A group of academics, students, civil society organisations and residents of the city of Leuven is protesting a debate that will take place featuring Filip Dewinter of the Flemish far-right Vlaams Belang party. The topic is whether migration is an opportunity or represents a "great replacement" – a well-known far-right conspiracy theory.
Given Dewinter's political history, the event – scheduled to take place in a KU Leuven auditorium on Monday 13 March – is set to feature a number of divisive far-right tropes. Dewinter is due to debate with Maurits Vande Reyde of the Flemish liberal Open VLD party. But in an open letter, protesters argue that Dewinter's promotion of the great replacement conspiracy theory is "dangerous and racist."
They argue that it should not be treated as "just an innocent idea that can be debated" and express their "concern about the normalisation of right-right extremist thinking." Although they assume that many (including Open VLD's Vande Reyde) will disagree with Dewinter, they underline the danger of "apparently banal debates such as this" and call for KU Leuven to act responsibly.
Normalising far-right rhetoric
Replacement theory is based on the idea that there is a deliberate attempt to replace the native (usually white) population with non-natives – typically of a different ethnicity. The term has been in use since the early 20th century, including by far-right polemicists such as Madison Grant who asserted that the "genetically superior northern races" would perish due to immigration.
Nazi Germany's Adolf Hitler reportedly called Grant’s book his "bible". Dewinter's idea is slightly different in that he sees the replacement as a threat from "Cultural Marxists", the economic elites and Islam. He argues that these groups are in league to replace the European population with a Muslim population through mass migration.
The open letter argues that Dewinter incites hatred and racism since his theory presupposes that diversity is a fundamental threat. The protestors cite the Norwegian far-right domestic terrorist Anders Breivik, who killed 77 youths in 2011. Breivik not only referred to the conspiracy theory of Cultural Marxism but also explicitly mentioned Filip Dewinter as an inspiration.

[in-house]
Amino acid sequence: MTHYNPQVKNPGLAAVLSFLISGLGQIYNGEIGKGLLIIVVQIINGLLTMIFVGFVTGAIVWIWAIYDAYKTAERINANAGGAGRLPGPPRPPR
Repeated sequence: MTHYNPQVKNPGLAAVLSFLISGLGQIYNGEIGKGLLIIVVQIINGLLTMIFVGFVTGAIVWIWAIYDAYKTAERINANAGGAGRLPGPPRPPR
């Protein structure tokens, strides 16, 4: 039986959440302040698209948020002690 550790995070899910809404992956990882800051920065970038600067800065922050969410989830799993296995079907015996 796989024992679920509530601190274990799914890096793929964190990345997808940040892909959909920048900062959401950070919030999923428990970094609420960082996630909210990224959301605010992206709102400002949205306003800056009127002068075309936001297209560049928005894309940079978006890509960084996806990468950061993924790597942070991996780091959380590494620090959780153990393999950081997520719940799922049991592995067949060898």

"Normalising far-right ideas poses a great danger to our society. If we allow far-right ideas and rhetoric to be normalised it is bound to open the door to increasing extremism," the signatories write. "In the process, some will feel justified in using violence against minorities or dissenters. We must try to avoid this at all costs."
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The signatories therefore call on the university to use the occasion to revive the memory of the victims of fascism. To prevent radical and dangerous ideas like the replacement theory from taking hold, they argue that "it is up to the university to speak out against hatred and racism."
They acknowledged efforts by KU Leuven on this front, such as the charter for inclusion which states that there is no place for racism and discrimination at the university. Yet they insist that this must also apply in practice: "We therefore call for an auditorium in Leuven to be named after Anne Frank, who fell victim to such fascist thinking during the Nazi occupation of the Netherlands."
"This would be a fitting tribute to the many victims who were murdered by the far-right because of their ethnicity or political affiliation."